Shares of alternative energy companies soared Wednesday after Congress reached a tax deal that kept a few key clean energy subsides in place.
The deal to avoid the so-called fiscal cliff extended some subsidies that were set to expire this year, and left untouched others that may yet be eliminated or trimmed when Congress takes up government spending cuts over the next two months.
Shares in companies working to make advanced biofuels rose, because a tax credit of $1.01 per gallon will remain in place this year. Gevo, Inc. shares rose 16.9 percent to $1.80 in afternoon trading and Solazyme, Inc. shares rose 6.4 percent to $8.3.
The main wind power subsidy, called the production tax credit, will be extended for this year as part of the deal. That helped send shares of Broadwind Energy Inc. up 11.6 percent to $2.41. Kaydon Corp., which makes bearings and other parts for wind turbines, rose 3.1 percent to $24.68. Shares of two of the world's biggest wind turbine makers, General Electric Corp. and Siemens AG, were also higher, although wind turbines are only a small part of both conglomerates' operations.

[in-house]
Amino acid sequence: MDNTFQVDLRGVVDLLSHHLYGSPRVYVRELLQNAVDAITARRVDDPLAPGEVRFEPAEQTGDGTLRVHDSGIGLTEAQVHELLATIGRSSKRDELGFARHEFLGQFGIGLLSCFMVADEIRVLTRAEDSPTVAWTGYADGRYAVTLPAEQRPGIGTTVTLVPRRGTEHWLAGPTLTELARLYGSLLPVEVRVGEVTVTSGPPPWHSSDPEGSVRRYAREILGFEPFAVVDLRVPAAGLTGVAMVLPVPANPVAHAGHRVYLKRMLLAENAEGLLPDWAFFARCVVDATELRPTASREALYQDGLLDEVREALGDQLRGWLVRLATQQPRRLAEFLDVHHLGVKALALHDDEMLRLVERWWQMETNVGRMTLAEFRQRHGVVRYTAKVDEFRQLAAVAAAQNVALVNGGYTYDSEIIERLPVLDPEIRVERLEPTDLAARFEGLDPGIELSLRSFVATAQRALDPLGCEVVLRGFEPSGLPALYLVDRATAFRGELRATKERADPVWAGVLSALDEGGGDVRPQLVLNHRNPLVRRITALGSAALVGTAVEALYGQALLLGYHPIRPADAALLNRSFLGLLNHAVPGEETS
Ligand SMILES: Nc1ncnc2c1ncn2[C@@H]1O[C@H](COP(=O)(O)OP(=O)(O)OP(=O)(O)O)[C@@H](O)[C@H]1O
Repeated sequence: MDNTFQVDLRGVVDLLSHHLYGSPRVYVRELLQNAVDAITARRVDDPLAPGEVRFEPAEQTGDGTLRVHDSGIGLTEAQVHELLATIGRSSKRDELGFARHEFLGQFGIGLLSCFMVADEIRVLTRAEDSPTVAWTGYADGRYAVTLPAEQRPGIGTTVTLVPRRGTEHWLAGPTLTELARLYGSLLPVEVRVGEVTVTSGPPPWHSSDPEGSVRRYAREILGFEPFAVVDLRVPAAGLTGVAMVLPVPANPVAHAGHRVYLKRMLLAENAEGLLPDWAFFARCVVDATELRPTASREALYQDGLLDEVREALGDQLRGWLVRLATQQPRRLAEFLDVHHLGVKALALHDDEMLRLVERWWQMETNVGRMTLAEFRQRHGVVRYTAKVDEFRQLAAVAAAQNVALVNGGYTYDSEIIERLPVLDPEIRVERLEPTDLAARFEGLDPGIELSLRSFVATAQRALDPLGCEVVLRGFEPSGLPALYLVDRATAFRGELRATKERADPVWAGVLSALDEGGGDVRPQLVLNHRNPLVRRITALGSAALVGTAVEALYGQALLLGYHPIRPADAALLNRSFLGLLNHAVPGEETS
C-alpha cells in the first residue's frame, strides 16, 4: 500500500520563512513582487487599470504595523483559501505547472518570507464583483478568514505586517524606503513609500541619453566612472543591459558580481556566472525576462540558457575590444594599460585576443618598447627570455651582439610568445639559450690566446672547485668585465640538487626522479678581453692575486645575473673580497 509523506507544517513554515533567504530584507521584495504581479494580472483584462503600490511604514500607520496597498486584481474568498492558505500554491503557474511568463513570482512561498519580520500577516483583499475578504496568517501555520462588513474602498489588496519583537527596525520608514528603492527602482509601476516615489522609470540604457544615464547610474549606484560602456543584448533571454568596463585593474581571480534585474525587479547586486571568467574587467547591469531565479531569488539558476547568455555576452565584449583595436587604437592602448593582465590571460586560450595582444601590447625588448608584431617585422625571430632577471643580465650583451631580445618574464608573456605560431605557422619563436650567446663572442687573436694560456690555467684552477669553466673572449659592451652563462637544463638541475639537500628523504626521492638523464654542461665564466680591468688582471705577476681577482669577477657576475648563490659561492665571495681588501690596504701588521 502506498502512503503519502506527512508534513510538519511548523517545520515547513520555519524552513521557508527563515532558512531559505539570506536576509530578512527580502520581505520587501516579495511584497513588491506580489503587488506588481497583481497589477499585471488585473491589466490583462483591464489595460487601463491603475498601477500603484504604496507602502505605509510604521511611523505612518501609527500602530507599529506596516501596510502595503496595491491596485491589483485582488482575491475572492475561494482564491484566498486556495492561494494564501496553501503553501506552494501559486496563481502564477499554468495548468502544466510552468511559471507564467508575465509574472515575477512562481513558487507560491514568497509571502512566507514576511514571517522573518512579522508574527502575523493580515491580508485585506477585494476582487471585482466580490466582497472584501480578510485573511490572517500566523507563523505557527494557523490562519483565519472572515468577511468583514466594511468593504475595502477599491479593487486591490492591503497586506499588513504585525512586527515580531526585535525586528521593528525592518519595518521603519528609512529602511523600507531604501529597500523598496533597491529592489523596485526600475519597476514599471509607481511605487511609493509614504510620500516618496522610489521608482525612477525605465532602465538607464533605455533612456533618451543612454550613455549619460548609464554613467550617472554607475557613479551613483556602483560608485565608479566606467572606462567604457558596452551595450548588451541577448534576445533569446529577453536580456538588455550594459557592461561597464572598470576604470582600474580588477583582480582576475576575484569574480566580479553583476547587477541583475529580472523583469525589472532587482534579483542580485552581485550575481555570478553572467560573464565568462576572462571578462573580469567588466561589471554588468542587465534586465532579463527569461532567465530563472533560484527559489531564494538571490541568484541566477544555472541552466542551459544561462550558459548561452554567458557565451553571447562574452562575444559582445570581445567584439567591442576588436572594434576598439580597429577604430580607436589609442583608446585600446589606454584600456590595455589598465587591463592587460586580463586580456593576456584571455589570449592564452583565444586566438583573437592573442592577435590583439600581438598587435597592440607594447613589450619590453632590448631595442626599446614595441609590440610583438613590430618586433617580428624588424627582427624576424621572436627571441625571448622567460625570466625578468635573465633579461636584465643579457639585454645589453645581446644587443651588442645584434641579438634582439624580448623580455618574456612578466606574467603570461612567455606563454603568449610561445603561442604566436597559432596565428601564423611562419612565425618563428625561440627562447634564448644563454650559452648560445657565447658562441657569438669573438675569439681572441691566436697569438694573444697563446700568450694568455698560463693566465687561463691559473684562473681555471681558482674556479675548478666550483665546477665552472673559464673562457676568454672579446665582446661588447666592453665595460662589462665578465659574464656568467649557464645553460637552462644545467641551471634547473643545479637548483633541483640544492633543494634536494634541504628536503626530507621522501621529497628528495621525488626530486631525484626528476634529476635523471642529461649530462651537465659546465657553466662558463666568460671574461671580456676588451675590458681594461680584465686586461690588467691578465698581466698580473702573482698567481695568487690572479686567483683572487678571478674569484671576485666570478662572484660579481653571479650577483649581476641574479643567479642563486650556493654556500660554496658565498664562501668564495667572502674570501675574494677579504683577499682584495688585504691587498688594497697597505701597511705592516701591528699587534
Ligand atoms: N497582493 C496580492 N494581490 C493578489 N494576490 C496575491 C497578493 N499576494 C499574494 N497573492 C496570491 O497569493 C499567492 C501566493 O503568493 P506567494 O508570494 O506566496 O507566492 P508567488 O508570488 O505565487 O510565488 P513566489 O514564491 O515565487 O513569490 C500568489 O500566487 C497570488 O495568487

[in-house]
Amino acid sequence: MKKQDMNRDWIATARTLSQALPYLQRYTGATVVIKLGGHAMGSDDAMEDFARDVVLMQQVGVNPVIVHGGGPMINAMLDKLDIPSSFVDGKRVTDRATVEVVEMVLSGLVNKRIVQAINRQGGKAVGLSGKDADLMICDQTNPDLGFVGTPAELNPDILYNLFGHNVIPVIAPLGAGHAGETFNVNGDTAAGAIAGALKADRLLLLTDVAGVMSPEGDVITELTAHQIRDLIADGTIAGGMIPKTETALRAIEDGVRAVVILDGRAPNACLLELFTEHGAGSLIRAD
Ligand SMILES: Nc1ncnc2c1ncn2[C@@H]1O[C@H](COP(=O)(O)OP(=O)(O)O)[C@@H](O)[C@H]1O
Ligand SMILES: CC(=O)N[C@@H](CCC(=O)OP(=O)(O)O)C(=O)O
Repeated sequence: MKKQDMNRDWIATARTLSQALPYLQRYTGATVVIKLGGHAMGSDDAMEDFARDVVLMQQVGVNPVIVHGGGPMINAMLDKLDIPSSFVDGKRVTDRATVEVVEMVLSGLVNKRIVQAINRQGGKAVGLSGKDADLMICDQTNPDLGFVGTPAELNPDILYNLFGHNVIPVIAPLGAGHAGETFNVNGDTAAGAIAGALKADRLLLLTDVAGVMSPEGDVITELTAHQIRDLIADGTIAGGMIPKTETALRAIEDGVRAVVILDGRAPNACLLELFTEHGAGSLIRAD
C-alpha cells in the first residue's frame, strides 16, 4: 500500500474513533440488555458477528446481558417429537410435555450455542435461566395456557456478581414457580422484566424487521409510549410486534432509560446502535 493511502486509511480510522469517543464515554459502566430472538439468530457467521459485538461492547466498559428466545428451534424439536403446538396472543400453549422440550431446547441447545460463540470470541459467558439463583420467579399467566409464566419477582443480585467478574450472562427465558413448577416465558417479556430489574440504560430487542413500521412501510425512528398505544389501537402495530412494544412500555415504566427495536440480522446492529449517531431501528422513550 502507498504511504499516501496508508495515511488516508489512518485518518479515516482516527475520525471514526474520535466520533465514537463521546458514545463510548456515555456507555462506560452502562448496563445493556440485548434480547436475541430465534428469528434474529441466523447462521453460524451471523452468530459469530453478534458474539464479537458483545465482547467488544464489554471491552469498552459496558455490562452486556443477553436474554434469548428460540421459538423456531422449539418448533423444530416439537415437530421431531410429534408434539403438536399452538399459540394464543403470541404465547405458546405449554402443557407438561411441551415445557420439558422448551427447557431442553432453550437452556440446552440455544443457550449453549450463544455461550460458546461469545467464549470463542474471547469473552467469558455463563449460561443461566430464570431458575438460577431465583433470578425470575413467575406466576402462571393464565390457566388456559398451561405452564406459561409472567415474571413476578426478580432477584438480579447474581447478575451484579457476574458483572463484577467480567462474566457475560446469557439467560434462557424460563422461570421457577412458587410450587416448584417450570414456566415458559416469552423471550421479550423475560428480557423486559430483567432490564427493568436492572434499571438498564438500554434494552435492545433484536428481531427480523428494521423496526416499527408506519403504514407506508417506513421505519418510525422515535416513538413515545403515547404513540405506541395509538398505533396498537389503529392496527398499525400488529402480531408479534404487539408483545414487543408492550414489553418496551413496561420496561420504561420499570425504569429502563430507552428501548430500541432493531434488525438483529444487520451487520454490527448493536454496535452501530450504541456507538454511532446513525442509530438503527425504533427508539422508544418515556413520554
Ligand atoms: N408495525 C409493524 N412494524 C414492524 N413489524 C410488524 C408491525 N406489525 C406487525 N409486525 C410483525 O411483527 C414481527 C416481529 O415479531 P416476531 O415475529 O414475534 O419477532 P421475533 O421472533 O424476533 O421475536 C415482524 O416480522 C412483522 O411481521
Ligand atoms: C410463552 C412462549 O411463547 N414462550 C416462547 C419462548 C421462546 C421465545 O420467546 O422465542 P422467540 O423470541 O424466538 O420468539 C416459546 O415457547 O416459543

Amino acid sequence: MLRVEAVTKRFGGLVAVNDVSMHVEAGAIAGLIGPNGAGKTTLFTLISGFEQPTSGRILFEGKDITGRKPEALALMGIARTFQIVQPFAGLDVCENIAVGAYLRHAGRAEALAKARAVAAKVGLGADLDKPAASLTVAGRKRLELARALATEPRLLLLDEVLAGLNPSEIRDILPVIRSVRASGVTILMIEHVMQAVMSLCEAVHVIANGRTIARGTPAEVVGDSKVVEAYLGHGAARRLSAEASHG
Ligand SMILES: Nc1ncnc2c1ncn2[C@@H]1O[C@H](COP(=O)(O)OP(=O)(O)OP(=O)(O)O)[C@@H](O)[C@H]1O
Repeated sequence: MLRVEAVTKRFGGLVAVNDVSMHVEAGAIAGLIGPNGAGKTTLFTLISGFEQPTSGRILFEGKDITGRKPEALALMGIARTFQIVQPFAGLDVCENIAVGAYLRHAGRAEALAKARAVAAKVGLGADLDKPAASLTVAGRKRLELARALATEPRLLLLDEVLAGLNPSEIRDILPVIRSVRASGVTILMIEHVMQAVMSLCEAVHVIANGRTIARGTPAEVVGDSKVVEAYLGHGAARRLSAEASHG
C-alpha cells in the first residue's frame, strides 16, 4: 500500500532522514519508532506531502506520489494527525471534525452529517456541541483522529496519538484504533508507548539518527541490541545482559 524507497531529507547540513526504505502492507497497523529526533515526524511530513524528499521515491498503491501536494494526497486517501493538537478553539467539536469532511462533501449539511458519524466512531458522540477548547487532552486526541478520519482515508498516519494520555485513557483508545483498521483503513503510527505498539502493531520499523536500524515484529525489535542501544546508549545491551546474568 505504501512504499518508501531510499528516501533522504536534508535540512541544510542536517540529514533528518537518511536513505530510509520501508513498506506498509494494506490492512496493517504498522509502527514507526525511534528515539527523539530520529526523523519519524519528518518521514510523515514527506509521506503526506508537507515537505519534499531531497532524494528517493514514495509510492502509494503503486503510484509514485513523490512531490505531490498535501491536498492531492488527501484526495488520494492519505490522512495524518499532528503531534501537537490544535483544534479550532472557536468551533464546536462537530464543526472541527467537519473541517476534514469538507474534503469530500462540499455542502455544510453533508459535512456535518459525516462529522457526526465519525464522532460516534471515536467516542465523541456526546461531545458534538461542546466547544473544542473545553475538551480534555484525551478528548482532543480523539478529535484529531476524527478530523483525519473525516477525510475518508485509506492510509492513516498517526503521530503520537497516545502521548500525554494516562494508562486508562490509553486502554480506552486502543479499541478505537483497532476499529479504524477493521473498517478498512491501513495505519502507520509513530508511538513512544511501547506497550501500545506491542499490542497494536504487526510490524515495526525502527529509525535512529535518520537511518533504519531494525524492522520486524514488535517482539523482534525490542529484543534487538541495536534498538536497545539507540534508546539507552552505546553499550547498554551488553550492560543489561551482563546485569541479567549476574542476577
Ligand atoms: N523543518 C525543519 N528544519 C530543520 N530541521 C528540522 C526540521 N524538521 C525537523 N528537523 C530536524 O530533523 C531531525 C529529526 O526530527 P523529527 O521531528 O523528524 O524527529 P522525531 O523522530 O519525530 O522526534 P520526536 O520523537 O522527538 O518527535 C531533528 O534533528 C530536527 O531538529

A provision that allows solar installers to receive subsidies in the form of a cash grant was left untouched, which helped send shares of solar panel makers higher. Suntech Power Holdings Co. Ltd. shares were up 5.9 percent to $1.62 and shares of Yingli Green Energy Holding Co. Ltd. rose 4.7 percent to $2.46.
SunPower Corp. shares were up 8.9 percent to $6.12. SunPower announced that MidAmerican Energy would buy two solar projects under construction in Southern California for up to $2.5 billion.
The alternative energy sector's rise was reflected in the PowerShares WilderHill Clean Energy exchange traded fund, which invests in clean energy companies. Shares in the fund jumped almost 4 percent to $4.24.
- Investment & Company Information